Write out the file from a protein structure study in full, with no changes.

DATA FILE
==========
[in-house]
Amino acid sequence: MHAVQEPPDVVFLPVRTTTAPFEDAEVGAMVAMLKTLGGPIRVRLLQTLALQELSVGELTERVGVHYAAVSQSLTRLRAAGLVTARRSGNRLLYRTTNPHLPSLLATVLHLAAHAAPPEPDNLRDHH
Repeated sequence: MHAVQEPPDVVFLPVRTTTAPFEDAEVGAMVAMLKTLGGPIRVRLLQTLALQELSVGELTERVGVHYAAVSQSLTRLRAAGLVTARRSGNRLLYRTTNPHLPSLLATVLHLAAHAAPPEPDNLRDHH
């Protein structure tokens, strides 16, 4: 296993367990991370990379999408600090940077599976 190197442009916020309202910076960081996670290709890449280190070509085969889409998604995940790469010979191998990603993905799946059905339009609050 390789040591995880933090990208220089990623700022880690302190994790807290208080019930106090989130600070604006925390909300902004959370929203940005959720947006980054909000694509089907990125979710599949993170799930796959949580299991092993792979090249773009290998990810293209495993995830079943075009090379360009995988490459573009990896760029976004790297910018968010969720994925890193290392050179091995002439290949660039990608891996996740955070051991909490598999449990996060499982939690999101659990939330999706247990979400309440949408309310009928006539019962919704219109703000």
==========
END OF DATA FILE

[in-house]
Amino acid sequence: MHAVQEPPDVVFLPVRTTTAPFEDAEVGAMVAMLKTLGGPIRVRLLQTLALQELSVGELTERVGVHYAAVSQSLTRLRAAGLVTARRSGNRLLYRTTNPHLPSLLATVLHLAAHAAPPEPDNLRDHH
Repeated sequence: MHAVQEPPDVVFLPVRTTTAPFEDAEVGAMVAMLKTLGGPIRVRLLQTLALQELSVGELTERVGVHYAAVSQSLTRLRAAGLVTARRSGNRLLYRTTNPHLPSLLATVLHLAAHAAPPEPDNLRDHH
């Protein structure tokens, strides 16, 4: 296993367990991370990379999408600090940077599976 190197442009916020309202910076960081996670290709890449280190070509085969889409998604995940790469010979191998990603993905799946059905339009609050 390789040591995880933090990208220089990623700022880690302190994790807290208080019930106090989130600070604006925390909300902004959370929203940005959720947006980054909000694509089907990125979710599949993170799930796959949580299991092993792979090249773009290998990810293209495993995830079943075009090379360009995988490459573009990896760029976004790297910018968010969720994925890193290392050179091995002439290949660039990608891996996740955070051991909490598999449990996060499982939690999101659990939330999706247990979400309440949408309310009928006539019962919704219109703000």